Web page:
Heart Disease: Symptoms and Prevention
Two Real-Life Experiences
When Sue Bullers began to feel ill on October 22, 2002, she wasn't overly worried. Her shoulder ached, and she felt nauseated and exhausted, so the 39-year-old single mom from Grinnell, Iowa, went to bed early, figuring she'd feel better after a good night's sleep. When she woke up in the middle of the night with a feeling of heaviness in her chest, she wrote it off as one of her usual bouts of heartburn. But the next morning, she vomited and felt dizzy. She called her doctor, and a nurse advised her that if she was feeling "really bad," she should go to the emergency room.
That sounded extreme to Bullers, who at this point thought she might have gotten the flu, so she decided just to stay home from her job as an instructor at a group home for mentally impaired adults. A few hours later, as she was making a sandwich for her 4-year-old daughter, Taylor, she felt dizzy again and suddenly passed out on the floor. Taylor threw herself on top of her mother and started slapping her face, screaming, "Wake up, Mommy!" That almost certainly saved Bullers' life, since she revived enough to crawl to the phone and call for help.
At the hospital, doctors discovered that the young woman was having a heart attack. "I was terrified and thought, 'Oh my God, I'm going to die,'" says Bullers, who turned out to have 99 percent blockage of her right coronary artery. She was catheterized and treated with a stent -- a tiny mesh tube threaded up through a vein in the leg and used to open a clogged vessel -- plus several medications, including a beta blocker (which blocks the effects of adrenaline on the heart) and an ACE inhibitor (which lowers blood pressure, thereby reducing the heart's workload). She was in the hospital nine days. (Her parents took care of Taylor.)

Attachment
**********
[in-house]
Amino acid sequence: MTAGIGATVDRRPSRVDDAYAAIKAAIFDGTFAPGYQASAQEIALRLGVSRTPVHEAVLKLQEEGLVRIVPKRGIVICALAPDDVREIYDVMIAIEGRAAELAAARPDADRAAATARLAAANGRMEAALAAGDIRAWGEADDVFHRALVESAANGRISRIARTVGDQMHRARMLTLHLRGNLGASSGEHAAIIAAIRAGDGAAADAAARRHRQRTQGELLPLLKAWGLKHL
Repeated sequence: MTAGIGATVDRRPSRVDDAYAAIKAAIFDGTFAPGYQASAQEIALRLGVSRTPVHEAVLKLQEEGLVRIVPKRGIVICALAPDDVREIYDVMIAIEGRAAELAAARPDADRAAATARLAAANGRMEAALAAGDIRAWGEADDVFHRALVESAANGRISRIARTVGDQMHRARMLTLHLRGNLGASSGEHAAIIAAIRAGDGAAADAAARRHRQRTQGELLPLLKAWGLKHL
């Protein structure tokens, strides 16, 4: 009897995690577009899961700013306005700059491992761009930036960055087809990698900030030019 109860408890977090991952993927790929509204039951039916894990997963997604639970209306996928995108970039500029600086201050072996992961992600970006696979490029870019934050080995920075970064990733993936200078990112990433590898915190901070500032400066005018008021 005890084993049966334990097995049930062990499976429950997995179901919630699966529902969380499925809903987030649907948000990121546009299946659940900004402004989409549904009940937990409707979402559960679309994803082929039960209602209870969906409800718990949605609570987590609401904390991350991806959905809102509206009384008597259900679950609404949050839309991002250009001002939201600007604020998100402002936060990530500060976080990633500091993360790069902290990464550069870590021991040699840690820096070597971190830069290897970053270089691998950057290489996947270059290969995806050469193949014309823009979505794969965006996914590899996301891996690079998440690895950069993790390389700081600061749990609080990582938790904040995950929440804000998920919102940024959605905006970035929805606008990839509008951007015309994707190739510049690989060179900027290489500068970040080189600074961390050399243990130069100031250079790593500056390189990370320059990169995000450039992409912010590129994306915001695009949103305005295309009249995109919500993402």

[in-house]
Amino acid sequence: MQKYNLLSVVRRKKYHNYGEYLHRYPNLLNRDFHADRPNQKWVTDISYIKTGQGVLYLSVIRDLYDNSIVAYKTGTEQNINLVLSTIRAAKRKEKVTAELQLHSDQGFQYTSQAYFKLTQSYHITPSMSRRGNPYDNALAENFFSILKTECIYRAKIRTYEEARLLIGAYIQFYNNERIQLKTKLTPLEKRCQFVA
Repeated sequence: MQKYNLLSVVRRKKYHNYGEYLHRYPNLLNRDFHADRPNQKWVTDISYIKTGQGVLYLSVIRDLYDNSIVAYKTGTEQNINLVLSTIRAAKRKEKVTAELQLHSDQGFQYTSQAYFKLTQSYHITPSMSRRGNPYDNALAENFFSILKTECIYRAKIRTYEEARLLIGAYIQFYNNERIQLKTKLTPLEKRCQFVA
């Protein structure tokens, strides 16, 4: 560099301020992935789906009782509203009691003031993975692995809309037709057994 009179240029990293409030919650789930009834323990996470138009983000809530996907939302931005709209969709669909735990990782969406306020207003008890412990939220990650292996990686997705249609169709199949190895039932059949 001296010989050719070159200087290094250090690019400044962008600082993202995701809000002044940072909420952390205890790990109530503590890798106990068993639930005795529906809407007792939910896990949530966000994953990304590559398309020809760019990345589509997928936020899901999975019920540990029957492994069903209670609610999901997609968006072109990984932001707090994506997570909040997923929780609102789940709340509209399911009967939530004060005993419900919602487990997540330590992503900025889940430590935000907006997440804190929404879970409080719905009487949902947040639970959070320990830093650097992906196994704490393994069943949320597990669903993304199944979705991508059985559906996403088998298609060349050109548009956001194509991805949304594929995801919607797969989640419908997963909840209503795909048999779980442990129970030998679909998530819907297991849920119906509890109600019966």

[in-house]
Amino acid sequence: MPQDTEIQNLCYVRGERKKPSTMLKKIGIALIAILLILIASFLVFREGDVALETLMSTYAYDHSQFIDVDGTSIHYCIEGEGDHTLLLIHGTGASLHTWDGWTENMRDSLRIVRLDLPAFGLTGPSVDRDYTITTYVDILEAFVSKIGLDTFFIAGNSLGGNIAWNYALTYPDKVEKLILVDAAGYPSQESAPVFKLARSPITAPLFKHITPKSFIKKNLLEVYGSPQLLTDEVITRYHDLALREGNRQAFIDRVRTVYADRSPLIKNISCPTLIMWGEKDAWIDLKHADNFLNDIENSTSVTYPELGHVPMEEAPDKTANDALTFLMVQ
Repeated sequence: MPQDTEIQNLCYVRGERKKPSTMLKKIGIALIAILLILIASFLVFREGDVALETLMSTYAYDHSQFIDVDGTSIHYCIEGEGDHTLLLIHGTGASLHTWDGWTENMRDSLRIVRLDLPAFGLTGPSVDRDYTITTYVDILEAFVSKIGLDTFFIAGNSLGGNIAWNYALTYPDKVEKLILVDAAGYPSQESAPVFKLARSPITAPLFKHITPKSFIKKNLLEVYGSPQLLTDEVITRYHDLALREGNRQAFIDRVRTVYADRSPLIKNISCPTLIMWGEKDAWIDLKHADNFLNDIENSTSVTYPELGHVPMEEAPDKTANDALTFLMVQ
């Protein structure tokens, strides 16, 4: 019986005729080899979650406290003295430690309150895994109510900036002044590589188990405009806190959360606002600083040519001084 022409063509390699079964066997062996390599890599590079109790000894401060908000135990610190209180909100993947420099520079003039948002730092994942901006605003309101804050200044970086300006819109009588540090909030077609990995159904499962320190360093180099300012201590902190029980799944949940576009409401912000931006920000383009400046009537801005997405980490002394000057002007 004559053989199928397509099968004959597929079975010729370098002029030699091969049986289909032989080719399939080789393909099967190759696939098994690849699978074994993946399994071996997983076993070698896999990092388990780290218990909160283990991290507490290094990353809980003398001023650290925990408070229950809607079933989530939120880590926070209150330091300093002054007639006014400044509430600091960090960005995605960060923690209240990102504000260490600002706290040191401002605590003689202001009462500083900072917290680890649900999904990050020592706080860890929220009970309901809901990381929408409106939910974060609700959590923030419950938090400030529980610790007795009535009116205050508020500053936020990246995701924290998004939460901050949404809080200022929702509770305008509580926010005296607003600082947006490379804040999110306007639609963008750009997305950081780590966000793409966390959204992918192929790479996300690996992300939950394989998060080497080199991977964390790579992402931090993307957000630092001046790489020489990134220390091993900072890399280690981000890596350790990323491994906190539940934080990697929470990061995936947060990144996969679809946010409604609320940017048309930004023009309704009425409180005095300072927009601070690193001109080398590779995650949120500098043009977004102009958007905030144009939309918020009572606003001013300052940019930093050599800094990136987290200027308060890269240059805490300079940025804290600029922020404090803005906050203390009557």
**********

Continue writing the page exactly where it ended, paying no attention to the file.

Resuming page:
She recovered with only minimal damage to her heart and is now back at work, yet Bullers is still shocked -- and scared. Although she had several risk factors, including smoking, type 2 diabetes, and being overweight, she just wasn't aware what a dangerous combination they were. "I never thought I'd have a heart attack at 39!" she says.
That thought had never occurred to Andrea Lachowyn, 42, either. But when she got home from work on September 6, 2002, she suddenly felt so profoundly exhausted that she had to lie down. At the same time, the sales manager from Dublin, Ohio, started having severe pain in her arm, chest, and back. She thought she might be having a reaction to a prescription medication and was frightened enough to call 911.
When paramedics arrived, however, they didn't seem to take her symptoms seriously. "I got the impression that they thought it was just anxiety," says Lachowyn, a divorced mother of three children ages 5 to 15. "They didn't even take my blood pressure right away." Still, the paramedics took her to the emergency room, where she was given an electrocardiogram (EKG) and told that her heart function looked fine. Four hours later, she was sent home with a prescription for Valium.
Lachowyn slept for a few hours, but the next day her pain was even worse. She called a neighbor who was a doctor, and he examined her at his home office. Her blood pressure was very high, so he drove her to an urgent care center, where doctors dispatched her to the same ER she'd been to the night before. By now Lachowyn was in such agony she could barely move, so she was given a shot of morphine. Her father, who had made it to the hospital to be with her, didn't think that was enough. "Did you check her heart?" he demanded. That prompted doctors to do a blood test to check her level of cardiac enzymes (an EKG alone can miss 60 percent of heart attacks). The test revealed that Lachowyn, a former 15-cigarette-a-day smoker who worked long, stressful hours as an automobile sales manager, had suffered a heart attack the day before. "I couldn't believe it," she says. "And I was angry that my symptoms had been ignored. If I were a man, I wouldn't have been sent home with Valium."
Lachowyn was treated two days later with balloon angioplasty (insertion of a balloon-tipped catheter) to reopen an artery that was about 50 percent blocked, plus several medications, including aspirin and beta blockers, which reduce stress on the heart. She was lucky: Her doctor says she suffered very little heart-muscle damage. She was back at work in about a month, but ever since, instead of working 65 or more hours a week, she has cut back to about 45.
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